about 5 minutes unity

Managing Async Actions

When developing Rifle Storm, I needed a way to wait for animations, particle effects, and such to finish running. Here's my solution: promises.

Every game has to deal with async operations. How does your code-base know when one operation is done, so an other can then begin? Think of these cases:

  • Button clicked.
  • Animation finished.
  • Sound effect finished.
  • Particle effect animation finished.
  • Wait for an arbitrary amount of time.
  • Other any other similar wait action.

This ability runs on 4 units each with it's own particle effects, only after they all finish can the player make an other action.

For Unity games the most common solution is to use coroutines. They work fine for simple cases but if the game needs to wait on multiple async operations, or even an unknown number it quickly breaks down into a mess.

Use Promises

When developing Rifle Storm, I decided to use this C Sharp Promise library (it's quite amazing). It creates a new class called Promise, very similar to Javascript promises and it makes handling any async call a breeze.

These promises are used everywhere in the games code-base, I wouldn't start a new C# project without it.

The Basic Flow

A basic promise flow looks like this:

var promise = entity.PlayJump();

promise.Done(() => {

// Entity.cs
private IPromise promise;

public IPromise PlayJump() {
  // save for later
  promise = new Promise();

  return promise;

void OnAnimationComplete() {


All promises must have a Done call at the end, or else errors will not be caught.

Chain Promises

The real power comes from chaining promises back to back. Once the first promise resolves, then the next will run. This simplifies the whole process of running async actions, now all you need to do is make all your async methods return promises. Once you have a promise being returned, it's very easy to chain them up.

.Done(() => {
  // ...

Handle An Unknown Sequence Of Operations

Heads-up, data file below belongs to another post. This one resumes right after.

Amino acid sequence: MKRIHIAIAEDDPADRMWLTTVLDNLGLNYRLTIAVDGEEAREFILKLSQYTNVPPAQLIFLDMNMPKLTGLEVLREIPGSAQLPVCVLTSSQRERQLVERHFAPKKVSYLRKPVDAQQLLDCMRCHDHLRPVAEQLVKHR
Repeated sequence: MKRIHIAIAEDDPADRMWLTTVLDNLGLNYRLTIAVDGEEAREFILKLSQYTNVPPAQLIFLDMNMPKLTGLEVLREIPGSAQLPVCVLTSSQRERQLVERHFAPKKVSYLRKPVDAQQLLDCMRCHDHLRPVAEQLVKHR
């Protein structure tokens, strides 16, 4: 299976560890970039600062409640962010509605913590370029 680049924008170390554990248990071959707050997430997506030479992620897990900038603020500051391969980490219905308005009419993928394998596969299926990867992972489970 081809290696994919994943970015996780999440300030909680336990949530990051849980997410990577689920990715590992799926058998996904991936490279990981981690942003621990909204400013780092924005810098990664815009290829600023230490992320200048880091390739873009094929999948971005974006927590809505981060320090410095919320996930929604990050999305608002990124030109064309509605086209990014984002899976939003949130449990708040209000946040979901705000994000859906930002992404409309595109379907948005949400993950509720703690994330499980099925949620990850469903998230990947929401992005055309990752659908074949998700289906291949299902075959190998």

Here is a real example from Rifle Storm. When entities get healed from a healing ability, they are added to a list called triggerHealed. This list can contain any number of entities.

Afterwards this list then gets looped through and for each one runs the TriggerHealed method. Because you won't know how many entities got healed from the ability, it's not possible to hardcode all the .Then calls, you'll have to loop through the list.

This would be a real headache to do with only coroutines. But it's quite simple with promises.

// loop through all heal entities one by one calling TriggerHealed for each
var healReactions = triggerHealed.Select(en => (Func<IPromise>)(() => TriggerHealed(currentEntity, en)));

// promise resolves when all promises in the list a resolved
return Promise.Sequence(healReactions);

// method
public IPromise TriggerHealed(IEntity attacker, IEntity defender) {
  var promise = new Promise();

  // code here...

  return promise;

Some Examples

Promises are used extensively throughout Rifle Storm, here are a few examples to give you ideas on how they can be used in your own game.

Weapon Attacks

Some weapons in the game can apply Fire, this method will apply fire if it's able to. If it can, then it'll run an effect on the defender, this effect will then run animations, particle effects, and maybe even kill the target. All these things must complete before the original soldiers attack can be completed.

public IPromise ApplyIgnite(IEntity attacker, IEntity defender, Weapon weapon, int finalDamage) {
    if (attacker.equip.HasVal(Stat.Ignite)) {
        igniteEffect.statusPower = (int)(finalDamage * attacker.equip.GetMod(Stat.Ignite));

        return effectUtil.StartEffect(attacker, igniteEffect, defender.iso.tile);

    return Promise.Resolved();

Color Tweens

They can be easily integrated into other system, for example this is DoTween.

  public IPromise ToColor(Color color, float time = 0.5f, float tintPercent = 0.5f) {
      var promise = new Promise();

      DOTween.To(() => outfit.GetTintPercent(), (v) => outfit.SetTintPercent(v), tintPercent, time);

      DOTween.To(() => outfit.GetColor(), (v) => outfit.SetColor(v), color, time)

      return promise;

Squad Select Window

Promises can even be used for basic UI actions, for example it's used to wait for a users selection. This waits for a user to select a squad, if one isn't select then the squadData is null.

      .Done((squadData) => {
        if (squadData == null) {
          // canceled
        } else {
          // squad chosen

More Info

Some useful links:

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